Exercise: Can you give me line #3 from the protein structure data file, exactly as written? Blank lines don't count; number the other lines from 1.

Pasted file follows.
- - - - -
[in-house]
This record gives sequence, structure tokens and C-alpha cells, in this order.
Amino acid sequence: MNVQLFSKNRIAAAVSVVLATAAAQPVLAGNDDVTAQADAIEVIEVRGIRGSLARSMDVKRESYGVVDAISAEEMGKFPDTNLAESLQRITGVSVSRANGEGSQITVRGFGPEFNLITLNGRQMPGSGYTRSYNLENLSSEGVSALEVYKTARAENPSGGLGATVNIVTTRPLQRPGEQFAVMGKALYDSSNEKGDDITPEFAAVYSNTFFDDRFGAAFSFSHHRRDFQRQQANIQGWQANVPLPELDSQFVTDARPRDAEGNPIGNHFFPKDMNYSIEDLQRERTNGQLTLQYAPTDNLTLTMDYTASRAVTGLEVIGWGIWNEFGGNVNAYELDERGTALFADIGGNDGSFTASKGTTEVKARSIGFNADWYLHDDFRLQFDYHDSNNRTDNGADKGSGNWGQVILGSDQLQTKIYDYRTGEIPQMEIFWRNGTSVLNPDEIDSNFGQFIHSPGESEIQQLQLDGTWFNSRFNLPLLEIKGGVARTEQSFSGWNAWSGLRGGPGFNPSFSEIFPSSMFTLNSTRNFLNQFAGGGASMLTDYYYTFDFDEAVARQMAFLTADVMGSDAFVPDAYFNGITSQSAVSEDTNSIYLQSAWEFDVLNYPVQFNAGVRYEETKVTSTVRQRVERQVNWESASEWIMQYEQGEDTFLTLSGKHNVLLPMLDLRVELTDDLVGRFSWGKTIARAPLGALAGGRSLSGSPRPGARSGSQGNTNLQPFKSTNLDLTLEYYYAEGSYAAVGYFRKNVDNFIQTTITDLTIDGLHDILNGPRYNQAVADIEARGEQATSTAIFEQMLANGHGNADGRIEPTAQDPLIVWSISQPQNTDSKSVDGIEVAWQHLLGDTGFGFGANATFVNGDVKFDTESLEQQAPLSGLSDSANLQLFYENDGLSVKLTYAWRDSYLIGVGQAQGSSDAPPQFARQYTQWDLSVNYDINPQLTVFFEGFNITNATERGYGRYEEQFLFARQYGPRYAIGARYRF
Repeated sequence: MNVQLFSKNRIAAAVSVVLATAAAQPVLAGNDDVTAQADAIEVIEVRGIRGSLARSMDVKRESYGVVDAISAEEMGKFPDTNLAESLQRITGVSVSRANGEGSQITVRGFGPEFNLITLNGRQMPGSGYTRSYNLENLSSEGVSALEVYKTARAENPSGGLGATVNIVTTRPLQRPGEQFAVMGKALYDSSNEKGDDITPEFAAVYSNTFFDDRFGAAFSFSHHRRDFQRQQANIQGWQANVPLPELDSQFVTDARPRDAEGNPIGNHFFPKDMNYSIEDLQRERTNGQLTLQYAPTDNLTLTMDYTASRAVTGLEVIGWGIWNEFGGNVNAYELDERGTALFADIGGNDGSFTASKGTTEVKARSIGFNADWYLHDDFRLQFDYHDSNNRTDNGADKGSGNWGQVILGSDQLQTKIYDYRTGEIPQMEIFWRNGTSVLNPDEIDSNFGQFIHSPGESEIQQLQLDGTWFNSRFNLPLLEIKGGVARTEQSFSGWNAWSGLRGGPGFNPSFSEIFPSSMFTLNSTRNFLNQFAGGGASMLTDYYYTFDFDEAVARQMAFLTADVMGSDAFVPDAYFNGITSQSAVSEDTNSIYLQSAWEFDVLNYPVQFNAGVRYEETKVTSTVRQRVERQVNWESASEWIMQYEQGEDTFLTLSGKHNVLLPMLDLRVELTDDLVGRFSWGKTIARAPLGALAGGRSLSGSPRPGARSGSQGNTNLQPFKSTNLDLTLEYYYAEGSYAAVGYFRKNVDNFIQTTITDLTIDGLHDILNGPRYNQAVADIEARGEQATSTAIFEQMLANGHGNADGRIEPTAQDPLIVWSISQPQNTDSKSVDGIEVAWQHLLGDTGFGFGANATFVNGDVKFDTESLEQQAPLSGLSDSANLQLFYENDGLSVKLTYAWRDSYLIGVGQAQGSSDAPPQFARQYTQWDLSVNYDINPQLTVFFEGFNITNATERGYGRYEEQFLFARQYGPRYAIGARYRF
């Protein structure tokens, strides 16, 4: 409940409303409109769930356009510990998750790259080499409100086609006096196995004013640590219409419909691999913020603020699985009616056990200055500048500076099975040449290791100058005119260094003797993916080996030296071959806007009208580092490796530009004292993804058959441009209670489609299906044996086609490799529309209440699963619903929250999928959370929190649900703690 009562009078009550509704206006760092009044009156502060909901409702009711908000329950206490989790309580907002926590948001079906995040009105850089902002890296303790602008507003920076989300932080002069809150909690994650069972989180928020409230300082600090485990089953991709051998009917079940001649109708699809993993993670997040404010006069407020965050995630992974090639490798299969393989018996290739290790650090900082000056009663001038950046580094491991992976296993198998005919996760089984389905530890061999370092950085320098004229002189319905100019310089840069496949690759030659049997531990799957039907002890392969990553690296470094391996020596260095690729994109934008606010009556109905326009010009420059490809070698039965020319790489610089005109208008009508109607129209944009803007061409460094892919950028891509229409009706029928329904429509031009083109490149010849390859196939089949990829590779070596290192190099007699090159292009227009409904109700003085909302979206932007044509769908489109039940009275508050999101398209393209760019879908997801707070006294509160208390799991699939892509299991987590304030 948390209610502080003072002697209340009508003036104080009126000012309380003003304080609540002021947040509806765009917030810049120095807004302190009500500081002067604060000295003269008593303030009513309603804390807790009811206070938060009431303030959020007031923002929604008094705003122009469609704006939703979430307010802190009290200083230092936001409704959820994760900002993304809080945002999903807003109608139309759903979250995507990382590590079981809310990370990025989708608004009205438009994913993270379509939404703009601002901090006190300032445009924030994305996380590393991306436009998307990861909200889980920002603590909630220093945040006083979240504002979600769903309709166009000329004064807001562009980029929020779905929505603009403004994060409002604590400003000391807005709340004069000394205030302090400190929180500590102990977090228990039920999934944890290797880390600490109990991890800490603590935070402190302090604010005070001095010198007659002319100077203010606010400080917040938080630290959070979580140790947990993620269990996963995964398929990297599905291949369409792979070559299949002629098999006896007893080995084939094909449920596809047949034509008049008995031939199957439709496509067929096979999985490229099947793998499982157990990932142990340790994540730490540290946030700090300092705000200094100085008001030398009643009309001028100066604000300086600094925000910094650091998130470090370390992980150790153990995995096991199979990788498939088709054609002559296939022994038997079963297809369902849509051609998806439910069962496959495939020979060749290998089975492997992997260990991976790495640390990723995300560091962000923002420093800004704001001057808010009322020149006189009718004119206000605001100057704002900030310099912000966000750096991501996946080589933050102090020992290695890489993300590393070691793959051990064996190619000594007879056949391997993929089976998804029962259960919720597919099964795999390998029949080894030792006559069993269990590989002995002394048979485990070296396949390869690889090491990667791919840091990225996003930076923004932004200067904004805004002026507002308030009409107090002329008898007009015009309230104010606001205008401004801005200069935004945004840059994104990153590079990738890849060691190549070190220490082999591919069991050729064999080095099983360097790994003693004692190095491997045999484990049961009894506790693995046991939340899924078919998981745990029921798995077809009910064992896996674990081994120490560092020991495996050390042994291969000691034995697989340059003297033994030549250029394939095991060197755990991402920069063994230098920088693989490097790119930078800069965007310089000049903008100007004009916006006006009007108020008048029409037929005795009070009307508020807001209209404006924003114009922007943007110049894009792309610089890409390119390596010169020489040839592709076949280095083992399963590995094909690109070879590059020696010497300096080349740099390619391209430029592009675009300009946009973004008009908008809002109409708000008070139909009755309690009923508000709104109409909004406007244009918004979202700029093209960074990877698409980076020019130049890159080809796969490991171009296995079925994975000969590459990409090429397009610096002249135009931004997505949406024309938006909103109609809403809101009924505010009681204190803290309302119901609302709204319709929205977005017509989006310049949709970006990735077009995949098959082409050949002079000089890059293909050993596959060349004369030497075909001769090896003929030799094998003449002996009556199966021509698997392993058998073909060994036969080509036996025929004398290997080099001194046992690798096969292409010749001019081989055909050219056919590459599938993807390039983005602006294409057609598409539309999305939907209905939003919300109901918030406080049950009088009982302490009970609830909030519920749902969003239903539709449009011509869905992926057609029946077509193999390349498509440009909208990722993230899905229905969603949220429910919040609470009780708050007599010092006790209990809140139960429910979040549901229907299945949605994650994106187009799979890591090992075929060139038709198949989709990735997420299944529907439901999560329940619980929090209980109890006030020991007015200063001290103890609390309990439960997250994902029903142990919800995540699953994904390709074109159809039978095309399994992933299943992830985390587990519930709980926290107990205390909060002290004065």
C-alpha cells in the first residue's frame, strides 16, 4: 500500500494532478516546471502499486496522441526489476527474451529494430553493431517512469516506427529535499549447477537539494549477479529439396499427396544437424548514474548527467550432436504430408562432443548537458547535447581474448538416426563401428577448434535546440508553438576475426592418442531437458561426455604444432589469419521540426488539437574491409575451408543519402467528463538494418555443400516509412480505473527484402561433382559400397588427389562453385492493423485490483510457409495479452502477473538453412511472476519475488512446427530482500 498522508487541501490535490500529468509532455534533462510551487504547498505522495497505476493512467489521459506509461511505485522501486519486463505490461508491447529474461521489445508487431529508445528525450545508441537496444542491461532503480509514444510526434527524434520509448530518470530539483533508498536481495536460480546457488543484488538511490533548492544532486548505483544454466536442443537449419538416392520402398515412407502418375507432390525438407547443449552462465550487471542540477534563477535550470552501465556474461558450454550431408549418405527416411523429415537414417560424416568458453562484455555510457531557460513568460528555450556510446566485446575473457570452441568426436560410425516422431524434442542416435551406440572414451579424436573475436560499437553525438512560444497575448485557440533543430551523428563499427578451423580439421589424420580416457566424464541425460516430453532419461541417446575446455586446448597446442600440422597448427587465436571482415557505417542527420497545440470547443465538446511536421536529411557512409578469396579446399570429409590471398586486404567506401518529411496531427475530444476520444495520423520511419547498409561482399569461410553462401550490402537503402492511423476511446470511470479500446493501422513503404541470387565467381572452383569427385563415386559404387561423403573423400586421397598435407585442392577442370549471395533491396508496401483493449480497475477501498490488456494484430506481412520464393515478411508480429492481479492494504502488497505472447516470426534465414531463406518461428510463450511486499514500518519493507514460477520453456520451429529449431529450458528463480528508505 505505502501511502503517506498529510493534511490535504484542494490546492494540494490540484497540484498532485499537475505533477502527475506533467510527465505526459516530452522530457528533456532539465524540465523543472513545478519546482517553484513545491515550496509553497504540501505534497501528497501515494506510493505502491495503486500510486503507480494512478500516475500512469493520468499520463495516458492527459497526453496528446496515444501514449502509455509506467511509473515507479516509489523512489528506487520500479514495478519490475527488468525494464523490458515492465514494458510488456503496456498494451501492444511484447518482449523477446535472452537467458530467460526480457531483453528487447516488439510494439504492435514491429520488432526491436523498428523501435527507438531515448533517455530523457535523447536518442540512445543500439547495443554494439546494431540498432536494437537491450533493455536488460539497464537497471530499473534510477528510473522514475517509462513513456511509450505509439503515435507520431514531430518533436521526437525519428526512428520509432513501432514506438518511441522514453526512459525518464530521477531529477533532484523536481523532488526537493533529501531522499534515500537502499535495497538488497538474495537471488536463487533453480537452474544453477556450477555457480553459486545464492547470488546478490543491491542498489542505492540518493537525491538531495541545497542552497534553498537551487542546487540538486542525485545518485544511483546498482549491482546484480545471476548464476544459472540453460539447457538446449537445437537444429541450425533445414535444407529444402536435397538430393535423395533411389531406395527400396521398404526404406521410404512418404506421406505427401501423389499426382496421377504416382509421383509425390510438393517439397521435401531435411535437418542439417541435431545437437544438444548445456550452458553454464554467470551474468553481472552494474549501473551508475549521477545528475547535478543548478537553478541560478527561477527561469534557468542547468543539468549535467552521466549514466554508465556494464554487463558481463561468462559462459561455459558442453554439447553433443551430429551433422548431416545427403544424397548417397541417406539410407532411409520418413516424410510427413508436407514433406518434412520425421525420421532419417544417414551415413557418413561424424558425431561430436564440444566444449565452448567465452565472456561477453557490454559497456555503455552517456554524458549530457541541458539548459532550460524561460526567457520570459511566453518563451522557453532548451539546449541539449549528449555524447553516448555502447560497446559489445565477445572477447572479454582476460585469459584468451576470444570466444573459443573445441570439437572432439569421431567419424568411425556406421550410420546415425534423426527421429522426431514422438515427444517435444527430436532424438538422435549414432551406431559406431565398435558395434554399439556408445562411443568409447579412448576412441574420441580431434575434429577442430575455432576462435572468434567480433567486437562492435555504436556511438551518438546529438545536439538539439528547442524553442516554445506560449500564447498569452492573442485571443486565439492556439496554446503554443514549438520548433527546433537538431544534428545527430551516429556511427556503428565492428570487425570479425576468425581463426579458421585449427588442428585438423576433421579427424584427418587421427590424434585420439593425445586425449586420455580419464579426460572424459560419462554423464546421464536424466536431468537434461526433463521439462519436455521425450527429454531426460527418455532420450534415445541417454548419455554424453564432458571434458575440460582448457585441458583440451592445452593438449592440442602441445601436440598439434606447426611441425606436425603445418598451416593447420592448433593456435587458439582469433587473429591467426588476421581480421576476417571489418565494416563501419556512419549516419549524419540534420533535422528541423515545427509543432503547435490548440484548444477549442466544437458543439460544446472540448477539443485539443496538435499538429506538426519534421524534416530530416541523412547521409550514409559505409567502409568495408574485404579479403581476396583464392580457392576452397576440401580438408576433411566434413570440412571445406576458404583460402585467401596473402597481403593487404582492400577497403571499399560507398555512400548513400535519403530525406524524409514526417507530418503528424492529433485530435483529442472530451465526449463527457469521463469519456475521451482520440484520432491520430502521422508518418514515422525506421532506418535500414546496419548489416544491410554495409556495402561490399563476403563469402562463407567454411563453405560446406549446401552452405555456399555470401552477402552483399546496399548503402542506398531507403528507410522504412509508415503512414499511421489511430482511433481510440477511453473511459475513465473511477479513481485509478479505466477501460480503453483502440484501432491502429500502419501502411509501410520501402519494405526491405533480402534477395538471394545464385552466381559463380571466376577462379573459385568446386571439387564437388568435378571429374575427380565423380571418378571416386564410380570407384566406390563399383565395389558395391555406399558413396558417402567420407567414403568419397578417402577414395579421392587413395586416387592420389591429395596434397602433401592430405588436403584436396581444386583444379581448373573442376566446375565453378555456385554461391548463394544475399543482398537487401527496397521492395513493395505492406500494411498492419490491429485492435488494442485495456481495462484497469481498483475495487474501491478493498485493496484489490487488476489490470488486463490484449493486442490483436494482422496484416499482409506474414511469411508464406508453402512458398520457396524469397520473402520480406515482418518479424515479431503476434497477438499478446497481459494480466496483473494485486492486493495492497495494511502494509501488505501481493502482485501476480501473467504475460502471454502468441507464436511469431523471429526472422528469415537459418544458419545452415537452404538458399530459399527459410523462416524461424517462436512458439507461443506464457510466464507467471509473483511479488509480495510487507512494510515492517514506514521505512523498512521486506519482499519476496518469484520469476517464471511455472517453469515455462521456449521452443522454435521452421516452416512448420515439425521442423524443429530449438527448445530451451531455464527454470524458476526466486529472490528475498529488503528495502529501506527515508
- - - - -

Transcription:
Amino acid sequence: MNVQLFSKNRIAAAVSVVLATAAAQPVLAGNDDVTAQADAIEVIEVRGIRGSLARSMDVKRESYGVVDAISAEEMGKFPDTNLAESLQRITGVSVSRANGEGSQITVRGFGPEFNLITLNGRQMPGSGYTRSYNLENLSSEGVSALEVYKTARAENPSGGLGATVNIVTTRPLQRPGEQFAVMGKALYDSSNEKGDDITPEFAAVYSNTFFDDRFGAAFSFSHHRRDFQRQQANIQGWQANVPLPELDSQFVTDARPRDAEGNPIGNHFFPKDMNYSIEDLQRERTNGQLTLQYAPTDNLTLTMDYTASRAVTGLEVIGWGIWNEFGGNVNAYELDERGTALFADIGGNDGSFTASKGTTEVKARSIGFNADWYLHDDFRLQFDYHDSNNRTDNGADKGSGNWGQVILGSDQLQTKIYDYRTGEIPQMEIFWRNGTSVLNPDEIDSNFGQFIHSPGESEIQQLQLDGTWFNSRFNLPLLEIKGGVARTEQSFSGWNAWSGLRGGPGFNPSFSEIFPSSMFTLNSTRNFLNQFAGGGASMLTDYYYTFDFDEAVARQMAFLTADVMGSDAFVPDAYFNGITSQSAVSEDTNSIYLQSAWEFDVLNYPVQFNAGVRYEETKVTSTVRQRVERQVNWESASEWIMQYEQGEDTFLTLSGKHNVLLPMLDLRVELTDDLVGRFSWGKTIARAPLGALAGGRSLSGSPRPGARSGSQGNTNLQPFKSTNLDLTLEYYYAEGSYAAVGYFRKNVDNFIQTTITDLTIDGLHDILNGPRYNQAVADIEARGEQATSTAIFEQMLANGHGNADGRIEPTAQDPLIVWSISQPQNTDSKSVDGIEVAWQHLLGDTGFGFGANATFVNGDVKFDTESLEQQAPLSGLSDSANLQLFYENDGLSVKLTYAWRDSYLIGVGQAQGSSDAPPQFARQYTQWDLSVNYDINPQLTVFFEGFNITNATERGYGRYEEQFLFARQYGPRYAIGARYRF